High Speed Cameras Capture Falling Snowflakes in 3D
There's no denying, there's something absolutely mesmerizing about snowflakes. We've all marveled at photos of snowflakes under the microscope and intricate snow crystals made in the lab and we've filled in you in on the chemistry behind those beautiful formations, but scientists at the University of Utah have developed a way to show us snowflakes like we haven't seen them before: in 3D.
The team, lead by atmospheric scientist Tim Garrett has developed a camera system called the Multi-Angle Snowflake Camera (MASC) capable of capturing 3D images of snowflakes as they fall from the sky. The system consists of three high-speed cameras triggered by infrared sensors that photograph snowflakes in mid-air at extremely fast exposures (up to 1/2,500th of a second). Multiple triggers along the snowflake's path measure fall speed and the high resolution images let the scientists measure the snowflakes themselves.
"You've probably seen gorgeous pictures of snowflakes that have been collected on glass slides and put under a microscope. These pictures, while beautiful, are pictures of snowflakes that are exceedingly rare,” said Garrett to TechNewsDaily. He explained that most snowflakes that fall from the sky are actually clumps of many flakes stuck together. Putting those onto a slide would destroy them, which is why we've never gotten to see them close up before.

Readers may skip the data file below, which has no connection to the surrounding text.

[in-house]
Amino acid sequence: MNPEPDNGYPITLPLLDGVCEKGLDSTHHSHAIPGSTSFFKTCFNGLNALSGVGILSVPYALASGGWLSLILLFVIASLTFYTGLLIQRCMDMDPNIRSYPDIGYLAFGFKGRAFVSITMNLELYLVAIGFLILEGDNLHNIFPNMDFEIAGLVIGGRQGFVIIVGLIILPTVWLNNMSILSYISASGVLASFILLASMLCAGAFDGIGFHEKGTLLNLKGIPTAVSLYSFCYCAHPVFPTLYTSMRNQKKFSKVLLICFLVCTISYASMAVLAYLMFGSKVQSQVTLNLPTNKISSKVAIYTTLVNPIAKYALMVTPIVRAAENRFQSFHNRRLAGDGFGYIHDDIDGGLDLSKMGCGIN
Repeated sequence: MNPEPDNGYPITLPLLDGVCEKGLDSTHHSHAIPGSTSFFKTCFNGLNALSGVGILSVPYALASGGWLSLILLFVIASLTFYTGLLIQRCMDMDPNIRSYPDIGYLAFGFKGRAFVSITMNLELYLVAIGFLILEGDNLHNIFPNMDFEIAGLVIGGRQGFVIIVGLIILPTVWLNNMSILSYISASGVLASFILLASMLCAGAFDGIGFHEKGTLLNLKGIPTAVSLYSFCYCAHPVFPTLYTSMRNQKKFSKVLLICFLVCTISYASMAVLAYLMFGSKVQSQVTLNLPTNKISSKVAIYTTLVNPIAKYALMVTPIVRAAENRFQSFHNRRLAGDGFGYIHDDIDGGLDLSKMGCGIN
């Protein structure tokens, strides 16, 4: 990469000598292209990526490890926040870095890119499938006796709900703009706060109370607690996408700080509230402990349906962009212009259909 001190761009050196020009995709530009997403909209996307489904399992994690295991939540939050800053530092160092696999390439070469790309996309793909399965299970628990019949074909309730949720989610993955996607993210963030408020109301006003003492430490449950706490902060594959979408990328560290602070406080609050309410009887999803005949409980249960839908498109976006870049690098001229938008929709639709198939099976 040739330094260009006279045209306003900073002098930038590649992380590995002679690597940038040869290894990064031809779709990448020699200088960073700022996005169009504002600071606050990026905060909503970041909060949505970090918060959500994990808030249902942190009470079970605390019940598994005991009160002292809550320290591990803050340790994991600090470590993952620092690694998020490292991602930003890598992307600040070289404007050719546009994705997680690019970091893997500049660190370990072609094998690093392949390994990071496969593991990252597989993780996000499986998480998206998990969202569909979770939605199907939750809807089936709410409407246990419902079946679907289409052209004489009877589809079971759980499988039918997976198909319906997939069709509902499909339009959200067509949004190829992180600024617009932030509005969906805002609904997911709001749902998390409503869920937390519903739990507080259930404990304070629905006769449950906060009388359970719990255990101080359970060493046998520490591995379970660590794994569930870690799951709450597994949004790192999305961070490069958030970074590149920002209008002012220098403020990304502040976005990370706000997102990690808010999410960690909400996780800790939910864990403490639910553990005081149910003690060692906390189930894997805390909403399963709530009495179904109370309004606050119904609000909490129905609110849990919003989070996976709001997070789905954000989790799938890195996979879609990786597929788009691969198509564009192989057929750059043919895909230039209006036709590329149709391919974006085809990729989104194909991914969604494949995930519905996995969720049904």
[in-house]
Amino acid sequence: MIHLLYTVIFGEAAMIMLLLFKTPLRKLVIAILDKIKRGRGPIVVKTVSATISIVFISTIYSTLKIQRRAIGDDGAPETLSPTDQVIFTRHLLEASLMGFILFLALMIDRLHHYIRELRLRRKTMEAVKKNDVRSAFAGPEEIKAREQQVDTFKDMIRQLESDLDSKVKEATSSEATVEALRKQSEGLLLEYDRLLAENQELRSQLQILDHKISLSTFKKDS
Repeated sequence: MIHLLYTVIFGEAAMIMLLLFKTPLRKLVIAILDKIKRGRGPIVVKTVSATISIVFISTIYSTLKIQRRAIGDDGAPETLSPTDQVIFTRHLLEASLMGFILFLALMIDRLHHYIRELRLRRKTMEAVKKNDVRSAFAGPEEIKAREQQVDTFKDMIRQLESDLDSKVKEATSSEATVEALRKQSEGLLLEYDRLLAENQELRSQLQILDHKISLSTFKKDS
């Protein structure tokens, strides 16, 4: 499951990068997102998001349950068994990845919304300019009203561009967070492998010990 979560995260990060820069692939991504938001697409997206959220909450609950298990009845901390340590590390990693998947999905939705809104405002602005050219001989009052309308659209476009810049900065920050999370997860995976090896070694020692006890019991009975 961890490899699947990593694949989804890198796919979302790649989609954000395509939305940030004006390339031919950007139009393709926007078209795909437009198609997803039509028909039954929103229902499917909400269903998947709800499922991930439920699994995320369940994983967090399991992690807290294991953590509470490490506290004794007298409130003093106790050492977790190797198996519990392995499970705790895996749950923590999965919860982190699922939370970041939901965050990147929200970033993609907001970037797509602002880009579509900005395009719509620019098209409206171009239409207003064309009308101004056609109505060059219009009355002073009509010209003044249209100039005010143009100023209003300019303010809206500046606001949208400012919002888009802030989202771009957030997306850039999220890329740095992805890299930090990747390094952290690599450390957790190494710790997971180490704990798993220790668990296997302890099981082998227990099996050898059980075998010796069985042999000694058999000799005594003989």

Previously snowflake studies have been done one-by-one and by hand. A major study in the 1970s only measured a few thousand snowflakes, but the MASC can capture and measure tens of thousands of flakes in one night.
All this could lead to a better understanding of snowfall and improved weather predictions since scientists can now see what type of conditions produce what type of snowflakes.
© Tim Garrett, University of Utah
Currently an MASC system is set up at the Alta Ski Area in Utah where it's connected to a live feed for scientists to log in and view the snow as it falls. The range of snowflake types has surprised Garrett.
"When people say no two snowflakes are alike, that is very true. They are dissimilar in ways that I did not imagine prior to starting this project. The range of possibilities is immense," Garrett said.
Garrett and his colleague Cale Fallgatter have formed a company called Fallgatter Technologies to sell the technology. The US Army has already purchased one to use for predicting avalanches.